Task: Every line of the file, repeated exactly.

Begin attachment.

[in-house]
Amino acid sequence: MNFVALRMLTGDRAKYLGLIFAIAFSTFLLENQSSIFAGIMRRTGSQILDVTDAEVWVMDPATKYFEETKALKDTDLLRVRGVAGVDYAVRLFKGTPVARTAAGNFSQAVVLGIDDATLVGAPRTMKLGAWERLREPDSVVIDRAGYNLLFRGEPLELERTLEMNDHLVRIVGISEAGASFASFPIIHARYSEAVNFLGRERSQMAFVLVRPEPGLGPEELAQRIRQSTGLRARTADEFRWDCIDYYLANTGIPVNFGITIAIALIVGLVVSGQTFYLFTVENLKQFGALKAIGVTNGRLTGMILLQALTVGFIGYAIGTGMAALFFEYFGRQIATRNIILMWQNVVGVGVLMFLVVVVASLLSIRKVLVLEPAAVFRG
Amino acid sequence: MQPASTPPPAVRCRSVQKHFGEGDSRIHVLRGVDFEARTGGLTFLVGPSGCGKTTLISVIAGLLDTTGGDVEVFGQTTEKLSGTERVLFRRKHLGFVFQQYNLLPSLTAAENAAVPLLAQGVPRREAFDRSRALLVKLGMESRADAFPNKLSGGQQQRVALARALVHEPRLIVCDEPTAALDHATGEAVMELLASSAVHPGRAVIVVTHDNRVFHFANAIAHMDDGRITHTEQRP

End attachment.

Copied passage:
[in-house]
Amino acid sequence: MNFVALRMLTGDRAKYLGLIFAIAFSTFLLENQSSIFAGIMRRTGSQILDVTDAEVWVMDPATKYFEETKALKDTDLLRVRGVAGVDYAVRLFKGTPVARTAAGNFSQAVVLGIDDATLVGAPRTMKLGAWERLREPDSVVIDRAGYNLLFRGEPLELERTLEMNDHLVRIVGISEAGASFASFPIIHARYSEAVNFLGRERSQMAFVLVRPEPGLGPEELAQRIRQSTGLRARTADEFRWDCIDYYLANTGIPVNFGITIAIALIVGLVVSGQTFYLFTVENLKQFGALKAIGVTNGRLTGMILLQALTVGFIGYAIGTGMAALFFEYFGRQIATRNIILMWQNVVGVGVLMFLVVVVASLLSIRKVLVLEPAAVFRG
Amino acid sequence: MQPASTPPPAVRCRSVQKHFGEGDSRIHVLRGVDFEARTGGLTFLVGPSGCGKTTLISVIAGLLDTTGGDVEVFGQTTEKLSGTERVLFRRKHLGFVFQQYNLLPSLTAAENAAVPLLAQGVPRREAFDRSRALLVKLGMESRADAFPNKLSGGQQQRVALARALVHEPRLIVCDEPTAALDHATGEAVMELLASSAVHPGRAVIVVTHDNRVFHFANAIAHMDDGRITHTEQRP